Sunday, September 27, 2020

Today -100: September 27, 1920: Of brewers, retaliation, and duels

Gov. James Cox accuses the Anti-Saloon League’s general counsel, the alliterative Wayne Wheeler, of being “a mere chattel of Republican headquarters.” Wheeler sent questions to both candidates, but... they were not the same questions. Harding is blandly asked if he stands by his votes in the Senate, while Cox is asked the trickier question of what he’d do if the Volstead Act were amended. Cox also accuses Harding of being a “brewer” (he invested in a local Marion brewery years ago).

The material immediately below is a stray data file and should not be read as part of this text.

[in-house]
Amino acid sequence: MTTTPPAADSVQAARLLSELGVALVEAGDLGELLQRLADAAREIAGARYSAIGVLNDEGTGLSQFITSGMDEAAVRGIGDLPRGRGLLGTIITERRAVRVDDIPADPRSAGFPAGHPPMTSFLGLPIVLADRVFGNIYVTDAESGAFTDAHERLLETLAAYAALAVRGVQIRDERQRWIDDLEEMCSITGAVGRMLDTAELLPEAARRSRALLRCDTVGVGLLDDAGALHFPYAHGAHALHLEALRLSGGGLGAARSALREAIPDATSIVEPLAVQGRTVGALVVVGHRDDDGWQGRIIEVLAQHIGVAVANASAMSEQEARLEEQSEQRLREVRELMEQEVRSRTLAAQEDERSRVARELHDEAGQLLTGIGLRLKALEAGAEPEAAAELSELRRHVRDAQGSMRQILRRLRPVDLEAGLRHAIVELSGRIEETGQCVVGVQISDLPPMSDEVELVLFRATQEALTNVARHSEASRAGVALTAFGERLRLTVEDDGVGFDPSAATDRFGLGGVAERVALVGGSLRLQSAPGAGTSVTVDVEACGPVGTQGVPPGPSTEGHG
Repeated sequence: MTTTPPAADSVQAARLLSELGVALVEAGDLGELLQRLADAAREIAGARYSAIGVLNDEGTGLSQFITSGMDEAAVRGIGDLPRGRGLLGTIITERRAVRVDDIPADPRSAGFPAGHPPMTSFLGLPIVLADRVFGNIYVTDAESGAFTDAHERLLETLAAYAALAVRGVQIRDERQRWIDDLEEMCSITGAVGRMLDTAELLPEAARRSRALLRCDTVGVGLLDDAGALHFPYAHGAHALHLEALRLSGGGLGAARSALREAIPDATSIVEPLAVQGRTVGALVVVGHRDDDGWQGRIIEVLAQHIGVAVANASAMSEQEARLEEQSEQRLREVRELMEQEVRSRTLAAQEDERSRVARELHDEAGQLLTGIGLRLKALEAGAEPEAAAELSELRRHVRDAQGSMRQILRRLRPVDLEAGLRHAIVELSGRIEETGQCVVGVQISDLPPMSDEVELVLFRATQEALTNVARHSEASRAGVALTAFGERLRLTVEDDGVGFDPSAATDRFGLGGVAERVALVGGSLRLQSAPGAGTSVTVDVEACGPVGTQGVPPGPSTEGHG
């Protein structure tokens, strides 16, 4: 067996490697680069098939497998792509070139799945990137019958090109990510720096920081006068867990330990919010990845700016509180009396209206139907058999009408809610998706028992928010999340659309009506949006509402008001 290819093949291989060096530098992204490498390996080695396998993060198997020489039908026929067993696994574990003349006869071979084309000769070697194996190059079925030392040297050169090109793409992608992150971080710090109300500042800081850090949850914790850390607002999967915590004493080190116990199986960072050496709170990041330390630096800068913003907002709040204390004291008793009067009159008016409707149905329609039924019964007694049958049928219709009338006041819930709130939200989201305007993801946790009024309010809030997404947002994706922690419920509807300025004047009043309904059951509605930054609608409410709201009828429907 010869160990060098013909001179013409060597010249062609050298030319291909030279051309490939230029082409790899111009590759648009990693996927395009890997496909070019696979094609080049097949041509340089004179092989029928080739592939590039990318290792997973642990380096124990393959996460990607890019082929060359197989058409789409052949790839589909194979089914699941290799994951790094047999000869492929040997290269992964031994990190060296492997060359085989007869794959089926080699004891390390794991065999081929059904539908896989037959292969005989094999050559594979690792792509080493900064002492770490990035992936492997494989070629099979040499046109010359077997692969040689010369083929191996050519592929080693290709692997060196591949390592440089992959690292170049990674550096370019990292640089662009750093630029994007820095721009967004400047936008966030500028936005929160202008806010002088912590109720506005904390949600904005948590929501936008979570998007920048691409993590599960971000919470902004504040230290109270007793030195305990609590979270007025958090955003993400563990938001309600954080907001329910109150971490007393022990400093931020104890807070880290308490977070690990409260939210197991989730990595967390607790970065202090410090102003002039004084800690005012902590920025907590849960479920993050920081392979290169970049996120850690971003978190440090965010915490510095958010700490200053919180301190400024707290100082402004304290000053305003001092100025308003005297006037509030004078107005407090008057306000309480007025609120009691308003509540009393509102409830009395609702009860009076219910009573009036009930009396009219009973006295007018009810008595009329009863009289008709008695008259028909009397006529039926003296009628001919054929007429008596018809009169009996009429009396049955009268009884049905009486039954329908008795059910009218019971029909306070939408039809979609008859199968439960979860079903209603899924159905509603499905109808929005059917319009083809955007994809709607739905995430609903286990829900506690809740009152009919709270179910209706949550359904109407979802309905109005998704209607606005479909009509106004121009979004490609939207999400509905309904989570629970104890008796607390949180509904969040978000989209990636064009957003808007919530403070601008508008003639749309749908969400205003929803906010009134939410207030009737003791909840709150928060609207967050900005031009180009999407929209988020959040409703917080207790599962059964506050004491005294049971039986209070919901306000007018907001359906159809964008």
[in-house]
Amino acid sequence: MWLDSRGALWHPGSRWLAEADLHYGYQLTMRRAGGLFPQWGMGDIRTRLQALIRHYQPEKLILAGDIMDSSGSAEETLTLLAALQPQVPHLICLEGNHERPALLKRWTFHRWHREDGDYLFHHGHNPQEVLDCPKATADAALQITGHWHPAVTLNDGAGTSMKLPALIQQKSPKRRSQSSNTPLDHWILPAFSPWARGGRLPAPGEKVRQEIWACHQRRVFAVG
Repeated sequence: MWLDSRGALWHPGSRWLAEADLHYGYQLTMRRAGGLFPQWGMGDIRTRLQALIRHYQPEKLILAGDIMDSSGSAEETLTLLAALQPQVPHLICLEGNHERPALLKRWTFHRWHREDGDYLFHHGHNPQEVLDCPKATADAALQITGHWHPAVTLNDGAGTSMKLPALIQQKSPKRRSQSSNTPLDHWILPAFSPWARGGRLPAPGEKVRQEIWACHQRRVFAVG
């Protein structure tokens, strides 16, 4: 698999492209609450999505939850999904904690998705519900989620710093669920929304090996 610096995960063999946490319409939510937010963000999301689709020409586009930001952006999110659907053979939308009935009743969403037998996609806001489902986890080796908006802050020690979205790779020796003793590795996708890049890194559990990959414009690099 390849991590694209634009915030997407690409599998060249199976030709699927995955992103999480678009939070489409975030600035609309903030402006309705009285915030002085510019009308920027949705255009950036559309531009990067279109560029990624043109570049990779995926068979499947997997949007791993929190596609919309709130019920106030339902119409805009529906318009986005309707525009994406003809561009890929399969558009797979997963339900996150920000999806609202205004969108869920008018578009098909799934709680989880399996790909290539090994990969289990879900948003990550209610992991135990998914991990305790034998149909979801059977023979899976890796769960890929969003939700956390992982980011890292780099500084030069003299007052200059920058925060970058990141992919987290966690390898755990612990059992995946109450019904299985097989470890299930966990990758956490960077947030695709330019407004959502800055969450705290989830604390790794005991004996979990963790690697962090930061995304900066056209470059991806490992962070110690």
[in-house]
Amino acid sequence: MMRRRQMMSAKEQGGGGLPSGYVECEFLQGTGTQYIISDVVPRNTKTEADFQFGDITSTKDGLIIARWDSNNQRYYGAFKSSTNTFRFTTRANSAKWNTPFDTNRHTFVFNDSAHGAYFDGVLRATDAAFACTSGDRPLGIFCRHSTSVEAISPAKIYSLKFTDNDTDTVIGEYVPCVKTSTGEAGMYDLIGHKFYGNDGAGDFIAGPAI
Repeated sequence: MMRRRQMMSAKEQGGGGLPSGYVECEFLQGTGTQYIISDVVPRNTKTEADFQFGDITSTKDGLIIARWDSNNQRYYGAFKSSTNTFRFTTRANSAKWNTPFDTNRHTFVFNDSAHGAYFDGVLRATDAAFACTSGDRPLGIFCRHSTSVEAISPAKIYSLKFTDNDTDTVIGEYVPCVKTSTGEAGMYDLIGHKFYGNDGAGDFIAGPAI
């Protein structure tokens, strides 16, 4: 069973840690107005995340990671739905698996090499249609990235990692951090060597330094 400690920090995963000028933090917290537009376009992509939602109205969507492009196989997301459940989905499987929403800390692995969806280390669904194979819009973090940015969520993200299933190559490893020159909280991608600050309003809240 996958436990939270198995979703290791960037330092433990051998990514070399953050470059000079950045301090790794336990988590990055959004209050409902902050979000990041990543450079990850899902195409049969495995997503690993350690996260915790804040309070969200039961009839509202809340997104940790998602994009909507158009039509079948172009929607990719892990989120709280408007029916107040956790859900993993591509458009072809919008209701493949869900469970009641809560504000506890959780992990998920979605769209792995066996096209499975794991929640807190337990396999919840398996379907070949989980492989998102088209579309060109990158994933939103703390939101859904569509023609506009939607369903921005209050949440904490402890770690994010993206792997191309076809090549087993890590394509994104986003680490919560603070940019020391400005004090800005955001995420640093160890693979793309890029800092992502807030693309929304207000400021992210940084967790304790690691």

The killing of a cop on the Falls Road in Belfast is followed, as was the custom, by the murder of civilians by death squads.

Many dead in student riots against Japanese rule in Korea.

Greenwich Village portrait photographer Nickolas Muray and artist Jacques La Salle were supposed to fight a duel (over what is not disclosed), at the site of the Burr-Hamilton duel no less, but it is called off when their seconds forget, or possibly “forget,” to bring the rapiers. I don’t know anything about La Salle except that he was probably pretty lucky, since Muray claims to have fought several previous duels and will fence at two future Olympics (and indeed have heart attacks while fencing in 1961 and 1965, the latter fatal).

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